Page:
Add Clips to the Timeline, Sync Footage, and Make Selects

Phil Ebiner
A free video tutorial from Phil Ebiner
Top-Rated Instructor, 2 Million+ Students
4.6 instructor rating • 138 courses • 2,190,319 students

Lecture description

In this lesson of the Adobe Premiere Pro course, you'll learn a variety of ways to add clips to your timeline.

Learn more from the full course

Premiere Pro CC for Beginners: Video Editing in Premiere

Learn how to edit videos in Adobe Premiere Pro with these easy-to-follow Premiere Pro video editing tutorials.

11:13:46 of on-demand video • Updated April 2021

  • Master Premiere Pro and be CONFIDENT Editing Your Own Videos
  • Edit an entire video from beginning to end, using professional and efficient techniques.
  • By the end of the course, you'll have edited your own short documentary using either the supplied footage (video clips, photos, graphics, music, etc.), or your own footage!
  • Start a project with the right settings for any type of video, from any camera.
  • Export and save your videos for HD playback.
  • Edit your videos, and make them more dynamic with cutaway footage and photos.
  • Design clean and professional titles for you videos.
  • Add motion to your titles, photos, and videos... making them more visually interesting.
  • Color correct your video to fix issues with white balance and exposure.
  • Add a feeling to your video with color grading.
  • Apply visual effects such as stabilizing shaky video, removing grain, and making video more cinematic with overlays.
  • Edit green screen footage and, add backgrounds that actually look good.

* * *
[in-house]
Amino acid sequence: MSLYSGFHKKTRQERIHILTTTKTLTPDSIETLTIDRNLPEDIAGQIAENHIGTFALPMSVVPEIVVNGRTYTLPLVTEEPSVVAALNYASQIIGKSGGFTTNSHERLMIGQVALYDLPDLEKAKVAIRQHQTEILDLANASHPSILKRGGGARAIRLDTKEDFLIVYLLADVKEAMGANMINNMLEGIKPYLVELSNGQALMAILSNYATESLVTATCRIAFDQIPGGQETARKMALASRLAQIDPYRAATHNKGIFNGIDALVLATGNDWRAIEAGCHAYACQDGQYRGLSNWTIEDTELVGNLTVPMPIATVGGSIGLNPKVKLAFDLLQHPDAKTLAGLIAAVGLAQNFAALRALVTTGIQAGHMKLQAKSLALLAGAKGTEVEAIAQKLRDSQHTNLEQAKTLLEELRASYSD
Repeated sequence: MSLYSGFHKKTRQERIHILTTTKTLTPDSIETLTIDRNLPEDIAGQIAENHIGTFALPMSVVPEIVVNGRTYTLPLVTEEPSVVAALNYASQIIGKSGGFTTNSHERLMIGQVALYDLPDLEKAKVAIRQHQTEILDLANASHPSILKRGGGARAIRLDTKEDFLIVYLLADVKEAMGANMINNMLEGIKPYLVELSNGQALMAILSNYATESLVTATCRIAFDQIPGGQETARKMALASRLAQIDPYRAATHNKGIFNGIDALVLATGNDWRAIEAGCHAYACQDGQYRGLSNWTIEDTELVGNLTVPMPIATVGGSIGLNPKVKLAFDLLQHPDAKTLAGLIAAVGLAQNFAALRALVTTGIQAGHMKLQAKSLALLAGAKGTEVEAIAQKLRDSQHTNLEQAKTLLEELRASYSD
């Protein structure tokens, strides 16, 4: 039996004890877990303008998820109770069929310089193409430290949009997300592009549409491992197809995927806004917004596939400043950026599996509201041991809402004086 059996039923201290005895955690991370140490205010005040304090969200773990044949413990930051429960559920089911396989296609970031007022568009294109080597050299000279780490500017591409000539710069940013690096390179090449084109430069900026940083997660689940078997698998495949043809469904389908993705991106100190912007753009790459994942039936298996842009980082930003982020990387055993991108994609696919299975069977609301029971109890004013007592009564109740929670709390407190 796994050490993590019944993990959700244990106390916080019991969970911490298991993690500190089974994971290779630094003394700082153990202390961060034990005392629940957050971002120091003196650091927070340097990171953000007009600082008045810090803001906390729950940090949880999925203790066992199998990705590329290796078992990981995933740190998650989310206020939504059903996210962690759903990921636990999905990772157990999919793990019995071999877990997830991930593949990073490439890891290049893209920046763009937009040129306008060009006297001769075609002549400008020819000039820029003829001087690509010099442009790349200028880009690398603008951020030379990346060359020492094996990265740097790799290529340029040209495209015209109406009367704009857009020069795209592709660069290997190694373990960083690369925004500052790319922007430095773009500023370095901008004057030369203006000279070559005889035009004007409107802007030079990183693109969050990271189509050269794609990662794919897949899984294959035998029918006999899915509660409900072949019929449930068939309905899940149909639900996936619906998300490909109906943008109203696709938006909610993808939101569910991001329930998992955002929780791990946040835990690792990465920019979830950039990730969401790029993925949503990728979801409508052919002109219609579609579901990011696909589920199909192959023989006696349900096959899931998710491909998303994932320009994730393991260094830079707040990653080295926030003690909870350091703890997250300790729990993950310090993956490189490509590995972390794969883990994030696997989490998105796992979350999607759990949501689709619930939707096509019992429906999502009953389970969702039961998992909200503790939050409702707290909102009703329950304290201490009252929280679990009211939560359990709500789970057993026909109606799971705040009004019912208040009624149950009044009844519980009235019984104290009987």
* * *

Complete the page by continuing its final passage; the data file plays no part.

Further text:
English Instructor: We're slowly working our way to getting our project to look similar to this project. What we're done so far is just added one video track or clip to our first video and first audio track. So let's learn how to add more clips to our timeline. When you're shooting with multiple cameras, you need to sync that footage on your timeline. Here, we have our Interview - B Camera. To add this to this timeline, simply click and drag it over to our timeline. I'm still holding it down. You can see that I can add it to the second track, I can add it to the third track, fourth track, or even add it to a completely new track of video and audio, or I could put it right on top of our Interview - A Camera track, but that wouldn't be good. I don't want that to happen. Since this is the B Camera, I'm actually going to do something a little bit interesting. I'm going to put it on our video track one over here. Then I'm going to put the Interview - A Camera up to the second video track. The reason I do that is when I put the Interview - B Camera clip underneath the A Camera, I still see the A Camera footage, and that's what I want. If I toggle on the eyeball button right there, you can see me looking at the B Camera shot. But since I'm going to be using the A Camera shot more, I want it to be on top of the B Camera footage. That's just a personal preference. The next thing we have to do is sync this camera to A Camera and B Camera. I'm going to zoom in on the timeline using the plus button on my keyboard. Then I'm going to expand the audio track so that I can actually see the waveforms in the track. What I can do is double-click in this area to the right of the S and to the left of this line in this audio track one. You can see when I do that I see the audio waveforms. We can double-click here, or I can just click and drag at the bottom of this track to expand audio track two. You can actually cheat to sync this footage by just lining up the left-hand side of the beginning of the clip. If I zoom in here really closely, you can see that the audio waveforms match, and when you play through it, which you might have to do on your own, you can hear that they match up. One audio is coming from A Camera, which was the lavalier microphone that was plugged in. You can't see it. It's hidden right here behind this button. That was actually plugged into the camera, so it's really high quality audio. The other audio from the B Camera is just coming straight from the camera's microphone, which isn't good audio, which we're not going to actually use. This footage is already synced because I exported just this little part of the interview for camera A and B, and I exported the same exact clip length. But in reality, the interview clip A and the interview clip B would be different lengths. They wouldn't start at the exact same time. So you might not know exactly how to sync the footage. You can zoom in here really far to just try to manually nudge things around so that the waveforms match up, or you can do a cool option that Adobe Premiere Pro has, which is automatic syncing. When you have two clips, and it works best with just two clips, on your timeline that you want to sync, and this could be two video clips or it could be a video clip and then an audio clip, just an audio clip from an audio recorder, select the two clips, right-click, and say Synchronise. Then click Audio, down here. Make sure it's on Audio. Mix down, and select OK. It's going to process the audio, and it's going to try to sync the footage. And you can see what happened is it did move the clips, and it matched them up, and now the audio is synced together. Sometimes it doesn't always work. Sometimes you have to do is a couple of times for it to work, but it's a cool way to automatically sync footage in Adobe Premiere Pro. So we're just going to move these two clips, and you can see that if I select both the clips, I can drag them over to the left. I can move them together, and I just select both by clicking and dragging over them. See how I click and drag over them, instead of just selecting one and then the other which you can do by selecting one and then Shift + Clicking the next one, or you can just click and drag over. Okay, so that is adding a clip to our timeline. We haven't gone through our interview yet. That's the next thing we're going to do. We have to edit this interview down. But I want to show you how to add other clips to your project. So if we open up the B roll footage, we can select any of these clips and drag it onto our timeline. So you can see now, if I put this right here towards the beginning, I zoom in a bit, and I play through this, it's going to play through the audio and the video, and then it's going to cut to this B roll shot. Another way to add video to your timeline is using the source monitor. This allows you to preview a clip and to only select a specific portion of a clip to add to your timeline. Let me open up this Working on Chair clip. Here's a video clip, and it opens up here in the top, and then I can press the space bar right here to play it. And if you don't want the entire track, you can make a selection to bring into your timeline. If you want the entire track, what you can do is simply click the video right here and drag down here onto our timeline, just like we did before. It's basically the same thing as clicking down here in the Project panel and dragging onto our timeline. I'm just undoing those edits by pressing Command + Z on my keyboard, Control + C if you're on a PC. Or, maybe you just want the video from this clip. You can select this Drag Video Only button and see, now the audio doesn't come with it, or the Drag Audio Only button. That just brings the audio. So maybe there was something that he says or something, some sound that you want. That might be an option that you need. But say we don't want the entire clip. Maybe we just want starting from a certain point. We can click and drag this little timeline indicator up here. We can press the arrow keys on our keyboard to move left or right by a frame. We can also press Shift and arrow key to jump five frames at a time to the left or right. So maybe we wanna start here, and to set the inpoint for this selection, press this button right here, the Mark In button, or I on your keyboard. And what happens is the right side of this selection is selected. Then I play through, and when I want to stop, say I wanna stop right there, I can press this Mark Out button or press O on my keyboard. Now when I drag this clip onto my timeline, it's just taking this selection of the clip. So this is a good way to find specific parts of video or audio clips that you want to add to your timeline. We can actually then go in and increase or decrease the Mark In or Mark Out points if we do want to add more or less. But it doesn't affect what's already on the timeline. You would have to reimport it. So see how I already added this clip how it was before, and then I went further and extended this? It's not extending this clip in the timeline. It's just extending the selection of the clip from the Project panel, and then we have to re-import. And you can see if I put this on the fourth video track, the longer video clip selection. I'm just going to delete that. There are some hotkey buttons that you might want to understand. So, when we have a selection, you have these buttons here, Insert and Overwrite. Let's see what happens when I click Insert. When I click Insert, and pay attention to my timeline. See this timeline indicator right here, which is the blue line that I'm playing through the video clip? If it's right there and I choose Insert, look what happens! This video clip is added to video track one and audio track one, and it splits the interview A and interview B clips, and it puts it in between, basically. I'm going to undo that, and then I'm going to press Overwrite. See what happens? Instead of splitting these clips and basically pushing them aside and making room for this video clip, it just overwrites it right on top, and you can't see it, 'cause it's on track one. If I toggle off track two, you'll see that. Now it cuts from this interview clip to this clip we just added, and then it'll cut back to the interview clip. But that's not what we want, because it overwrote this video clip. How do we use this quick buttons for adding this clip to, say, track three, rather than track one, because this is a cool way to add footage to our video sequence, but not when it overrides video clips that we want on our timeline. What you have to do is change the track selection over here for overwriting. So if we select right here just on the left, not this one over here, not this column right here but over here on the left, and we move the V1 to this V3 layer. Let's see what happens when I click Overwrite. The video is added to track three, but the audio is still on track one. So we gotta make sure that we change both of them. So we're going to change A1 from the track one to track three. Now when we press Overwrite or Split, it's going to add it to the timeline on the right track that we want, the one that we have selected. Those are many ways to add video or audio clips. Let me just collapse these tracks so that we can see a little bit better. We can do the same thing with our music. So say we have a music track. We can just drag it onto a new audio track layer, or we can double-click it to open up in our source. We can make a selection by pressing the I button for an inpoint and the O button for an outpoint and then drag it down, or press Overwrite or Insert. So if I zoom out, and we have track three selected, and we say Overwrite, it adds it right there. If we say Insert, it inserts it and splits all of the tracks, all of the video and audio, on all of the tracks. Play around with this, play around with adding clips to your timeline. In the next lesson, we're going to learn how to actually edit your clips once they are on the timeline.